Machine Head came to the revolution party early. Back in 2007, before the first banker bailouts, at a time when the anti-Bush wave had retreated and music was perhaps the most ‘apolitical’ it had ever been, Robb Flynn used The Blackening to urge: “This is a call to arms/Will you stand beside me?/This is our time to fight/No more compromising/And this blackened heart will sing/For sad solidarity”. The album was also almost universally hailed as the band’s best since their classic debut Burn My Eyes. Bearing that in mind, I was curious about how the California crew could possibly progress with this new release. In the event, it’s through a tortured metaphor, superb songwriting and just about all the passion in the world.
Flynn has been uncharacteristically coy about who or what the locusts repeatedly referenced here are, or who they’re supposed to represent. Many metalheads have been left scratching their heads, bemused as to why they should care about some short-horned grasshoppers. But of course it’s symbolic. Name another swarm of beings which come along and devour all the wealth you thought was yours. Yes, (un)naturally, the banksters (“Down they come, the swarm of locust/Skies above converge to choke us/Feast of souls consume the harvest/Young and old, suffer unto the locust”). As if to confirm that, Flynn tweeted his support for Occupy Wall Street a fortnight ago, hoping his music would “inspire you in your stand against mayor Bloomberg today”.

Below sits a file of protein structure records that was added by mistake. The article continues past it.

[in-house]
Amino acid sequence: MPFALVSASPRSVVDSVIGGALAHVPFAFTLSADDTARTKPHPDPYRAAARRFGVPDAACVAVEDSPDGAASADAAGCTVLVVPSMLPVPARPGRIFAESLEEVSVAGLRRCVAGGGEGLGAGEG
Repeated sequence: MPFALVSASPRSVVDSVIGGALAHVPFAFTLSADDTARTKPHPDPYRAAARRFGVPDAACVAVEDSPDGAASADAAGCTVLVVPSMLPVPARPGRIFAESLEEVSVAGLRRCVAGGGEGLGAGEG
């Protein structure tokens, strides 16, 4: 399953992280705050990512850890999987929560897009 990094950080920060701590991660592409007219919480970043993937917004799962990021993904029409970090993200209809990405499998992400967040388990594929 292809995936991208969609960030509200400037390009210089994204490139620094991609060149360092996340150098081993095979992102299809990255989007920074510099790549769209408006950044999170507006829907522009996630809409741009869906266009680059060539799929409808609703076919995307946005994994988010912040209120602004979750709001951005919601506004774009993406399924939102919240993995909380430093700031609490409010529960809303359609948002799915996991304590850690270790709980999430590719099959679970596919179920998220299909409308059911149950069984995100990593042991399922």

|Machine Fucking Head! Machine Fucking Head! Machine Fucking Head!|
What to say about the music? As ever for Machine Head – save on their millennial nu metal – it is loud, powerful, heavy, and ultra-technical – a grizzly bear crossbred with a gymnast. Second track Be Still And Know is a case in point. In typical style, Flynn tries to reassure us (and probably himself) that it’ll all be okay in the end as “Stars realign in the sky/Glaciers will melt and the oceans rise/Waves will come crashing ashore”, but we’ll “withstand the roar”. This takes place following an intro of duelling double solos.
Locust then unleashes the full force of the metaphor, and uses vivid language to describe how “this plague is sent to erase us”, over massive groove rhythms. This Is The End uses classically-inspired passages to accentuate the heaviness of the thrashing going on, alongside bellowed statements that: “This is the end of our respect denied/Stand with us or stand aside”. On Darkness Within, the band stays just the right side of metalcore, before Flynn pledges his beating, bloody heart to music, his “saviour”, and through that to us – the fans.
Finally, album closer Who We Are could hardly be a better anthem for the Occupiers that Flynn dedicated it to, complete with its militaristic beginning, children’s choir interludes, and declarations that: “We are the young and young at heart/The strong and the brave that are destined to start/We are the change the world needs to see/Look in our eyes and see our belief”. How appropriate that Unto The Locust was released in the same week that Zuccotti Park was renamed Liberty, and how appropriate that Flynn’s indefatigable spirit has been shown by those defying police bullets and brutality in his home city this week.